StreetTalk: Have Business, Will Travel: Outsourcing in the Global Commerce Age

Fully understanding the pros and cons of outsourcing specific job functions can help determine if it's the right strategy for your company
Oct 01, 2005

Hey, nobody ever said making a profit in the pharmaceutical market was easy. The barriers to success are both high and numerous. Industry figures show that only one candidate in many thousands ever becomes a commercially viable product. The average commercial drug costs $800 million to research and develop. And less than one-half of all commercial drug products ever return a profit to their parent firms.


Brian O'Connell
And don't get me started on all the legal, compliance, and government clearance issues that biopharm companies must address before even getting out of the starting gate.

Good or bad, depending on your point of view, it's no longer a luxury, but a necessity for biopharm companies to turn to outsourcing these days.

You can't blame the bean-counters — the chief financial officers and other corporate finance executives who make the decision to farm out operations. With the financial risks so high in the biopharm market, more and more companies in the life sciences arena are looking at outsourcing options to effectively reduce some of that risk that is prevalent and unique to the biopharm industry.

In a recent study of global outsourcing by the Chicago-based analyst group DiamondCluster, the growth rates associated with shipping out operations overseas is skyrocketing. About 86 percent of 182 US companies surveyed plan to increase the use of offshore outsourcing firms. 40 percent of buyers expect to outsource some IT functions to China over the next three to five years compared to eight percent last year. And while 88 percent of buyers remain concerned about employee backlash, worries about anti-outsourcing legislation and political pressure have lessened significantly.

The study states that the greatest risks of outsourcing include the increased complexity of managing relationships, reduced operational effectiveness, and lower quality of output from their outsourcing providers. It casts doubt on the return on investment benefits associated with outsourcing overseas, with over one-half of study participants unsure of whether their outsourcing efforts will bear fruit from a financial bottom line perspective. In fact, the number of companies that expect to save big money has dropped significantly. They anticipate outsourcing to save only 10 to 20 percent of their costs, down from 50 percent in 2003.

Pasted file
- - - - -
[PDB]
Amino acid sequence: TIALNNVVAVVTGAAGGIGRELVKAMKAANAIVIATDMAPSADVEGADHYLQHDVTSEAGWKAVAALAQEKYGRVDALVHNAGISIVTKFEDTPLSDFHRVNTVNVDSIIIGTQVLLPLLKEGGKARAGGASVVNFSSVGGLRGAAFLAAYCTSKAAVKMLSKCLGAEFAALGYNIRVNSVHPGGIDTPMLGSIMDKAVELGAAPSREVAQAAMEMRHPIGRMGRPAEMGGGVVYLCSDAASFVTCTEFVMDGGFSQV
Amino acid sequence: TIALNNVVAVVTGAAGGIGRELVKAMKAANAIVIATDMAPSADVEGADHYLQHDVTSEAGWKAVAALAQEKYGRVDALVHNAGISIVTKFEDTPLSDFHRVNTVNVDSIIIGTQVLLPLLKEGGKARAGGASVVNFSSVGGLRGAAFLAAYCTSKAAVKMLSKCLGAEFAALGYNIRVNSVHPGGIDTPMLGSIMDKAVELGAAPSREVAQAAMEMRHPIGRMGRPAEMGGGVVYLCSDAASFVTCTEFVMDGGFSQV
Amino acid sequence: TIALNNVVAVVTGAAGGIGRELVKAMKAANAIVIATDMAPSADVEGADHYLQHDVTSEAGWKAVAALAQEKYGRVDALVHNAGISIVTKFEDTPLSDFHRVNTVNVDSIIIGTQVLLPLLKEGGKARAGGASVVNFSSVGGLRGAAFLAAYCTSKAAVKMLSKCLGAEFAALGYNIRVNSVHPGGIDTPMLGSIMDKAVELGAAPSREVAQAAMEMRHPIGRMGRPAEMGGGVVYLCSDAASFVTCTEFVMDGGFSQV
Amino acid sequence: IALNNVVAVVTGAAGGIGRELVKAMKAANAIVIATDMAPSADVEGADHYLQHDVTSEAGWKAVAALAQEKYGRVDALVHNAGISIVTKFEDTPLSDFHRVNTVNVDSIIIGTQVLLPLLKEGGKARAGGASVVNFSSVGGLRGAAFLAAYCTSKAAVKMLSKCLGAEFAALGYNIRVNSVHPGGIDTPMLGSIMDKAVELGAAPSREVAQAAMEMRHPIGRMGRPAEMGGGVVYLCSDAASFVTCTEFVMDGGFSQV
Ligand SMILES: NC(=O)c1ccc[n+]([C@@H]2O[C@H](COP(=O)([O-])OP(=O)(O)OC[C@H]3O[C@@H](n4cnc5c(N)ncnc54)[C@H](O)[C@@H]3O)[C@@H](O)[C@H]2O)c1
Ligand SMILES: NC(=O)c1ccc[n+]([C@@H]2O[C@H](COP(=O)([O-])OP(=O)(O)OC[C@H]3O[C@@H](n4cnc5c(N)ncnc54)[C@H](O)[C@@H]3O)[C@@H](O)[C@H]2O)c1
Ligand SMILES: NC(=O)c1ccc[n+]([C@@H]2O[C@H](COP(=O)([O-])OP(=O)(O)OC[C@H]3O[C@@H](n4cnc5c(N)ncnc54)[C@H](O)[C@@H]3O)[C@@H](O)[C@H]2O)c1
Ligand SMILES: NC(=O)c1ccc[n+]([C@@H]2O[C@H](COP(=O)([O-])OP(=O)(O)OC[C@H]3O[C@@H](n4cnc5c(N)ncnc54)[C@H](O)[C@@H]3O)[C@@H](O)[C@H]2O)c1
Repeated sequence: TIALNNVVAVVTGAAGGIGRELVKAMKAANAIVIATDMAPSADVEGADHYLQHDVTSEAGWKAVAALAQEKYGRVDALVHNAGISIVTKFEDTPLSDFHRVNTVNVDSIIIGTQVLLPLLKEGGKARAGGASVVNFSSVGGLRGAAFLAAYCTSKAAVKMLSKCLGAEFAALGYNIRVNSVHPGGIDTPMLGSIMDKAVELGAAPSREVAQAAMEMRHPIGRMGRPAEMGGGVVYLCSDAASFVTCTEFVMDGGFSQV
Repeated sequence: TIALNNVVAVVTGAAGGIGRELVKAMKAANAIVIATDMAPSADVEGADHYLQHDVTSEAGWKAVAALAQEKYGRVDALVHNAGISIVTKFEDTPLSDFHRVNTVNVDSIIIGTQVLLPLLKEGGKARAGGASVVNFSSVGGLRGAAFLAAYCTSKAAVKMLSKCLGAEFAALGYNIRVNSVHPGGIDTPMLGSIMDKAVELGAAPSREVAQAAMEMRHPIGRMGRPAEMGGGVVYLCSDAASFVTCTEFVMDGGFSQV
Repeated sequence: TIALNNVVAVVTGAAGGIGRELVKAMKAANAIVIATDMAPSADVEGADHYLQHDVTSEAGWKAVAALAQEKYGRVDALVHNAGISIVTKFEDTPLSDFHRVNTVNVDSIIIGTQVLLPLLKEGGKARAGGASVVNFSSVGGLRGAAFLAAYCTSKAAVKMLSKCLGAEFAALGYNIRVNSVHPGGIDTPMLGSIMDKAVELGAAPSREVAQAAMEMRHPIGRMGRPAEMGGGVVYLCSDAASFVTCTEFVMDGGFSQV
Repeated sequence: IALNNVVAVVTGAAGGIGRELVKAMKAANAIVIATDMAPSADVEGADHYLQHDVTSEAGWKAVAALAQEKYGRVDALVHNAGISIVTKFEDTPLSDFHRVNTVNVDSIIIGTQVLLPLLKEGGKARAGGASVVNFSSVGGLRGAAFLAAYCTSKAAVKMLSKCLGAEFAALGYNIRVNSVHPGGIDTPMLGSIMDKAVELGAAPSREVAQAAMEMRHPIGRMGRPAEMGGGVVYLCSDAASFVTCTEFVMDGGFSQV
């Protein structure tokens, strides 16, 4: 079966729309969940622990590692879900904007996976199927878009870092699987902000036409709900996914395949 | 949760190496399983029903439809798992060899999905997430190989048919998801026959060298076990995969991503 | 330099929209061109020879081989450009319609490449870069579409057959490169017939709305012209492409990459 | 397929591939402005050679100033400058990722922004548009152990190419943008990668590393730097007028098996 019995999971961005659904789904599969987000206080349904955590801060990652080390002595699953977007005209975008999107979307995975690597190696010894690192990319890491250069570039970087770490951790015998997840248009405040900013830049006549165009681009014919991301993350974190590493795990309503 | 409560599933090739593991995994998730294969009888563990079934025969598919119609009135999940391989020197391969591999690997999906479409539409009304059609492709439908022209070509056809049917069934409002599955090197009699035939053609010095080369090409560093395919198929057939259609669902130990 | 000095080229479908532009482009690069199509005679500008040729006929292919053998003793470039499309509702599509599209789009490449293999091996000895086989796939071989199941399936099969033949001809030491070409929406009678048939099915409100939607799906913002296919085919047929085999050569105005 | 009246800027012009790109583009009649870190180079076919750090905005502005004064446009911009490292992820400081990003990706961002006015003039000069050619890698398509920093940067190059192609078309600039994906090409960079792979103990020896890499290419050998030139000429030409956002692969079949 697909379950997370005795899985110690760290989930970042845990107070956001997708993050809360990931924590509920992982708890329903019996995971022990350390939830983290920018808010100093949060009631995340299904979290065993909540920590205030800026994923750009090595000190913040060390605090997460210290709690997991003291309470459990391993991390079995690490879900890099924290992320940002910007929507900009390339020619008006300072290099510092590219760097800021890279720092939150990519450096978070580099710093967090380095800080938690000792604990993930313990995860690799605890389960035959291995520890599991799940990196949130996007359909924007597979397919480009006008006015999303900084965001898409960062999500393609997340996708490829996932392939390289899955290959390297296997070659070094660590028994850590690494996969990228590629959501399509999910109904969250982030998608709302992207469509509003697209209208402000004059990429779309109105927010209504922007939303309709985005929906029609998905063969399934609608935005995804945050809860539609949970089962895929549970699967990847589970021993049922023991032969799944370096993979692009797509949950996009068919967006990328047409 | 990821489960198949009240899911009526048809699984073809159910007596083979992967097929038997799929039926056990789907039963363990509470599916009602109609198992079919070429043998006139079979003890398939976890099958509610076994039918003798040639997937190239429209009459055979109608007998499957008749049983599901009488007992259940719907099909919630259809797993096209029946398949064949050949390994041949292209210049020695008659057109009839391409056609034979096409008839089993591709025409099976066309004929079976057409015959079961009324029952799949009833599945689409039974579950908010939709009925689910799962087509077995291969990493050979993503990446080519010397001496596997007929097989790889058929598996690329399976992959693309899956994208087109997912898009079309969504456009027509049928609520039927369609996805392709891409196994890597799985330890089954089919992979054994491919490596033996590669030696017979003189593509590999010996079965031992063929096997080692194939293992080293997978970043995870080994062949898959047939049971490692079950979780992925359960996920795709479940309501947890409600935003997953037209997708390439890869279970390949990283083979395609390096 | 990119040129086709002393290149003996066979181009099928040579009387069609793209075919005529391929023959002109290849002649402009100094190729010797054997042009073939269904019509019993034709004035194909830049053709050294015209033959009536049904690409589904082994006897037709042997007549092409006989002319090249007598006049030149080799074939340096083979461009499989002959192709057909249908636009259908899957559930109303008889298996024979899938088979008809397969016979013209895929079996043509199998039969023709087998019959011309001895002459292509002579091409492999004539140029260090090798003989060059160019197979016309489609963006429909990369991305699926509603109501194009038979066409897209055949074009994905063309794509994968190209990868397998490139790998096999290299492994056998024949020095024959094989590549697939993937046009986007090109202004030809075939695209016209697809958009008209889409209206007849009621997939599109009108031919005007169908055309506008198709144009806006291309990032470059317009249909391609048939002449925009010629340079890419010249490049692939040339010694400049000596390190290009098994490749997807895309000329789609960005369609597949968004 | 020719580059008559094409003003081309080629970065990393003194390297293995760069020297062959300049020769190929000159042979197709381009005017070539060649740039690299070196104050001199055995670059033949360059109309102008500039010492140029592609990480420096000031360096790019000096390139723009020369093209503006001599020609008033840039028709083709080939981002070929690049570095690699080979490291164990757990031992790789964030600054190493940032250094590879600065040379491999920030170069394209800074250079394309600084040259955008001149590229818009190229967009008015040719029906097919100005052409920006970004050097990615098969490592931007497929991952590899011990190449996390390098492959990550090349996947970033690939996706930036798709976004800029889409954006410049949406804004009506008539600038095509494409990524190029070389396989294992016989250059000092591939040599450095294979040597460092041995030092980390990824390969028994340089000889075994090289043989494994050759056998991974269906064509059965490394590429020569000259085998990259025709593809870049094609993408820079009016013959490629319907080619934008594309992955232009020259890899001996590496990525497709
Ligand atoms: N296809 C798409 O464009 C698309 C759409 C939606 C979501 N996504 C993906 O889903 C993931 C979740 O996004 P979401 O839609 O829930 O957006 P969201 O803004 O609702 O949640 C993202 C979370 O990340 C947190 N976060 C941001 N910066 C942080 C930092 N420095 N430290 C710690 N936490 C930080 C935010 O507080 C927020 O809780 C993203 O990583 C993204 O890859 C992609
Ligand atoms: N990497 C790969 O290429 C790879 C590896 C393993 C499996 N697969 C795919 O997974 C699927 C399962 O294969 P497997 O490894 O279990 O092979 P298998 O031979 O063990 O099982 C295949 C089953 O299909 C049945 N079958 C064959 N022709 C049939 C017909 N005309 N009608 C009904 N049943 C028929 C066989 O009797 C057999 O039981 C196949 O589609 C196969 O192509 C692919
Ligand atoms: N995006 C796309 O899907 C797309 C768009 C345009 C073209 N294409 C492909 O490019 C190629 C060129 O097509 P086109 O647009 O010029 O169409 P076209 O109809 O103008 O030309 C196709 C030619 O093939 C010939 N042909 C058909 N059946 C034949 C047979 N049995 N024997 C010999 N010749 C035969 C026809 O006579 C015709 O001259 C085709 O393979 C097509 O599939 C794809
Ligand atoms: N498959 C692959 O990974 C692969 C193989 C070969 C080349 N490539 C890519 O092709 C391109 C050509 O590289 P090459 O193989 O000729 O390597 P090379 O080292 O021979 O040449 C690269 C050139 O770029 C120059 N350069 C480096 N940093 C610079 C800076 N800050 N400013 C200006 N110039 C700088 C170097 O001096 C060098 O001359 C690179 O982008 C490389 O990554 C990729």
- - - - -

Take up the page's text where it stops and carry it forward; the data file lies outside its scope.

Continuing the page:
ON THE OTHER HAND . . .

With such mixed results, why are companies going the outsourcing route?

There are several theories that outsourcing proponents have been advocating for years. While we all know theory is not the same as execution, the prevailing wisdom was that outsourcing would help US firms in three key ways:

  • Profits – By farming out tasks that companies don't do well but still need to do, they can then focus on the things they do well, thereby increasing the chances of higher return on assets. Some evidence of that is true. In a study by the Information Technology Association (ITA) of America, US software and technology companies will save $21 billion a year by 2008 through outsourcing, adding $124 billion to the US economy.
  • Productivity – Companies that outsource are discovering that the work left behind is usually the work employees are trained to do and enjoy doing. Consequently, personnel productivity tends to rise after outsourcing programs are in place. In the ITA study, researchers found that cost savings associated with global outsourcing increases employee productivity, boosts their wages, and creates 317,367 new jobs over the next five years. That scenario tends to make both employer and employee very happy. "There is one time-honored agreement in economics: free trade produces gains for all parties," says Lawrence Klein, a 1980 Nobel Prize winner and one of the lead researchers in the study. "That is still the case. The American way has always been to move to activities that are higher value-added."
  • Politics – Outsourcing can remove many administrative and man-agement headaches asso-ciated with the basic nuts-and-bolts operation of a company. With logistics, distribution, or back office functions farmed out to specialists, companies have free reign to focus on deployment of company resources in areas that need help the most.